Lawmakers raise concerns on MNsure budget future

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Minnesota lawmakers warned leaders of MNsure that they will have to figure out how to handle a possible budget shortfall starting in 2015.

The state Legislature's MNsure oversight committee met Wednesday and lawmakers had questions about the health exchange's budget situation.

The Associated Press reports MNsure leaders have not been able to answer how much more the health exchange is expected to cost or how it will be paid for, but stressed to lawmakers they are working on coming up with answers.

KARE 11 health exchange executives told lawmakers they have made progress on fixing problems with the website and call center.

"By adding significant capacity to our call center staffing, MNsure is taking a crucial step to improve customer service and ensure that Minnesotans who want coverage beginning March 1 get the help they need to meet the upcoming Feb. 15 deadline," MNsure's acting CEO Scott Leitz told KARE.

MNsure leaders told lawmakers Wednesday that 98 percent of people are now able to navigate the website with only a 4 to 5 percent error rate, according to FOX 9. Also they said call center wait times have been reduced to 5 to 15 minutes.

However, slower-than-expected enrollment numbers are pointing towards budget troubles in 2015 and 2016.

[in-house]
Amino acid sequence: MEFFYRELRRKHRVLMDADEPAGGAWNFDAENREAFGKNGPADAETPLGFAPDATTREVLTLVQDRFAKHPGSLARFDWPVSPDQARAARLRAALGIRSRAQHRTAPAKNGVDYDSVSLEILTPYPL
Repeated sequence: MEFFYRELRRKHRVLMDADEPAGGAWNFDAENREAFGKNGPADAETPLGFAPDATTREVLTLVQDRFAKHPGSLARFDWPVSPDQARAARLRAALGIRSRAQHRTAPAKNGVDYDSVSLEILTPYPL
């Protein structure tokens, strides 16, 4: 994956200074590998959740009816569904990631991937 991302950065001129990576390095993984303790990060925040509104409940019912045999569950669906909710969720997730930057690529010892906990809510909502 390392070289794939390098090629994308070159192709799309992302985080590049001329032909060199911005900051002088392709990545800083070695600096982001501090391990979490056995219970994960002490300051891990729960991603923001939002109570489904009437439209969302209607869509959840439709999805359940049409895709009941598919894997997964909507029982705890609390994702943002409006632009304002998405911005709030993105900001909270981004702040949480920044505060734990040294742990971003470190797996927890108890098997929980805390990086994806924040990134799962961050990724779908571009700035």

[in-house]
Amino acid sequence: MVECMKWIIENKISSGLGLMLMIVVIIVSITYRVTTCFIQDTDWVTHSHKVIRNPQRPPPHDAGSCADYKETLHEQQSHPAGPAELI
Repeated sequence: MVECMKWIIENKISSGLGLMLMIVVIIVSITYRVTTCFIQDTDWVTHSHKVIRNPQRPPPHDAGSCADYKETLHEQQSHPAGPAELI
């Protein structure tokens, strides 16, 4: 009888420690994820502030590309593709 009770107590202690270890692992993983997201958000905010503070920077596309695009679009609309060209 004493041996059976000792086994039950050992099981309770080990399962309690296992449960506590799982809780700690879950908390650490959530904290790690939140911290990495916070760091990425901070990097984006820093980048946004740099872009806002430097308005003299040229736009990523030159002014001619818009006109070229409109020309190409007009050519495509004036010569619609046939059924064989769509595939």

As of this week, about 92,000 Minnesotans have obtained insurance through MNsure, the Associated Press reports. The budget shortfall is expected to come due to more than two-thirds of enrollees that have purchased taxpayer-subsidized plans.

The remaining 29,500 enrolled in private insurance plans, well below the 70,000 predicted to be signed up in private plans by the end of March. Beginning in 2015, the money to fund MNsure is supposed to come from a premium tax on private plans sold on the exchange. The AP reports if enrollment trends continue, MNsure would have to find a funding source for potentially millions more to cover operating costs.

Problems have hampered MNsure's website and call center since the marketplace opened last October.

Interviews conducted by Minnesota Public Radio say MNsure's top officials, including former executive director April Todd-Malmlov, were stingy with information and ignored advice for improvement.

According to MPR, the state never tested the website on consumers before it went live.

Officials had expected MNsure to enroll up to 1.3 million people for insurance by 2016, but a recent review of the exchange by Optum found MNsure is unlikely to meet those goals.

MNsure leaders are expected to provide lawmakers with a proposed 2015 budget by March 15.

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